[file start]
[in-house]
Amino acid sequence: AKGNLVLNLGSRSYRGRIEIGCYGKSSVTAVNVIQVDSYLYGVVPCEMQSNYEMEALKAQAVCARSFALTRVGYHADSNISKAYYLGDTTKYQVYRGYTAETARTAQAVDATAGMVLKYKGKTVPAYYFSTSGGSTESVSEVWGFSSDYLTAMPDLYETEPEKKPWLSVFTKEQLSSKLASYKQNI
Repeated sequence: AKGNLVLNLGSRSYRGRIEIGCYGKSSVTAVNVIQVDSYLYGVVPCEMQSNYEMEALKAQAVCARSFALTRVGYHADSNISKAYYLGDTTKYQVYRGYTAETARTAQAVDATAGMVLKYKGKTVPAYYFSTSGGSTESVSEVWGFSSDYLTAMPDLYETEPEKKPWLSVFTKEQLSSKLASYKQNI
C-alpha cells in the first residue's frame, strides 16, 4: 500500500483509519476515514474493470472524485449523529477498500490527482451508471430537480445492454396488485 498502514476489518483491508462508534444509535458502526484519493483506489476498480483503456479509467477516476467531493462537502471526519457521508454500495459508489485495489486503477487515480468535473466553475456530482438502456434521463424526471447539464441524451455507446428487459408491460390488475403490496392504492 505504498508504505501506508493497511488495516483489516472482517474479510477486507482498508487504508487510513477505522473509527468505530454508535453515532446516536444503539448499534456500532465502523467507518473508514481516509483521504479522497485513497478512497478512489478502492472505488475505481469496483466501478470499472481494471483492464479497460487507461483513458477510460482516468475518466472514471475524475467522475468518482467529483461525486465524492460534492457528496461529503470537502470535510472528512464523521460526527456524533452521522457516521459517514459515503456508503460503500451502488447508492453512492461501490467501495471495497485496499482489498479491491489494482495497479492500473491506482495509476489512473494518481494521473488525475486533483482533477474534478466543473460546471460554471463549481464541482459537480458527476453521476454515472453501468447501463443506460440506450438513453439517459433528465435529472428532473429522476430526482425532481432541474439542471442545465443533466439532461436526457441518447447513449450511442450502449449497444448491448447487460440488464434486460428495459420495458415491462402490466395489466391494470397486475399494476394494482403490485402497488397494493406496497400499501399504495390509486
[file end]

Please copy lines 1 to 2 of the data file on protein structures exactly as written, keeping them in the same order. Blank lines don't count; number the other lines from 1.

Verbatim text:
[in-house]
Amino acid sequence: AKGNLVLNLGSRSYRGRIEIGCYGKSSVTAVNVIQVDSYLYGVVPCEMQSNYEMEALKAQAVCARSFALTRVGYHADSNISKAYYLGDTTKYQVYRGYTAETARTAQAVDATAGMVLKYKGKTVPAYYFSTSGGSTESVSEVWGFSSDYLTAMPDLYETEPEKKPWLSVFTKEQLSSKLASYKQNI